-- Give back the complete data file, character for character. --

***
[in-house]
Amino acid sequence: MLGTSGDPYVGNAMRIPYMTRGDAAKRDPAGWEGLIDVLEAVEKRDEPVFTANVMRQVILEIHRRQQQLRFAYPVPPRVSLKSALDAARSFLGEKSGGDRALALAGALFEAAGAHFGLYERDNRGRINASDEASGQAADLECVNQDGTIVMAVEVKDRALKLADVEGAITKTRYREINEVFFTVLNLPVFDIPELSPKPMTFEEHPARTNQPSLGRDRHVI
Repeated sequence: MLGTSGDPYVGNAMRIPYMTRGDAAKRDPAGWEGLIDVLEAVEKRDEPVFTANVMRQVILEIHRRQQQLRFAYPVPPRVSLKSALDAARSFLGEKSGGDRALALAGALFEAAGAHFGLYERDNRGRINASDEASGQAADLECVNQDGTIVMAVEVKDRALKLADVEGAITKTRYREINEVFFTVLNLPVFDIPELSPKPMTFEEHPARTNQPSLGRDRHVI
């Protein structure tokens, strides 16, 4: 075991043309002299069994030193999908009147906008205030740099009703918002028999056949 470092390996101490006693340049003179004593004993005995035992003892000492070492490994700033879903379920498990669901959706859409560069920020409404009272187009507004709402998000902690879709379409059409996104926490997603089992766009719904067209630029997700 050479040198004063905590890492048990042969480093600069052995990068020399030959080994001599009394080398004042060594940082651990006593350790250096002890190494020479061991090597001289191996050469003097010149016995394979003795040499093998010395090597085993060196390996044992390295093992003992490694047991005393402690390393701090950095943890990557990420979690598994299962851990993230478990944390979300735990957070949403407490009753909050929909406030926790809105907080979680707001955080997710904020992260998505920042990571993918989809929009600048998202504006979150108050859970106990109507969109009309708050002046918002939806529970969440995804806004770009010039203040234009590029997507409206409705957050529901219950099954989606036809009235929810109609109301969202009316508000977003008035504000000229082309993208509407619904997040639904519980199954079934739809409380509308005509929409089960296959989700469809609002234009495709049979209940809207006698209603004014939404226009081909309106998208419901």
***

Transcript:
[in-house]
Amino acid sequence: MLGTSGDPYVGNAMRIPYMTRGDAAKRDPAGWEGLIDVLEAVEKRDEPVFTANVMRQVILEIHRRQQQLRFAYPVPPRVSLKSALDAARSFLGEKSGGDRALALAGALFEAAGAHFGLYERDNRGRINASDEASGQAADLECVNQDGTIVMAVEVKDRALKLADVEGAITKTRYREINEVFFTVLNLPVFDIPELSPKPMTFEEHPARTNQPSLGRDRHVI
Repeated sequence: MLGTSGDPYVGNAMRIPYMTRGDAAKRDPAGWEGLIDVLEAVEKRDEPVFTANVMRQVILEIHRRQQQLRFAYPVPPRVSLKSALDAARSFLGEKSGGDRALALAGALFEAAGAHFGLYERDNRGRINASDEASGQAADLECVNQDGTIVMAVEVKDRALKLADVEGAITKTRYREINEVFFTVLNLPVFDIPELSPKPMTFEEHPARTNQPSLGRDRHVI
């Protein structure tokens, strides 16, 4: 075991043309002299069994030193999908009147906008205030740099009703918002028999056949 470092390996101490006693340049003179004593004993005995035992003892000492070492490994700033879903379920498990669901959706859409560069920020409404009272187009507004709402998000902690879709379409059409996104926490997603089992766009719904067209630029997700 050479040198004063905590890492048990042969480093600069052995990068020399030959080994001599009394080398004042060594940082651990006593350790250096002890190494020479061991090597001289191996050469003097010149016995394979003795040499093998010395090597085993060196390996044992390295093992003992490694047991005393402690390393701090950095943890990557990420979690598994299962851990993230478990944390979300735990957070949403407490009753909050929909406030926790809105907080979680707001955080997710904020992260998505920042990571993918989809929009600048998202504006979150108050859970106990109507969109009309708050002046918002939806529970969440995804806004770009010039203040234009590029997507409206409705957050529901219950099954989606036809009235929810109609109301969202009316508000977003008035504000000229082309993208509407619904997040639904519980199954079934739809409380509308005509929409089960296959989700469809609002234009495709049979209940809207006698209603004014939404226009081909309106998208419901």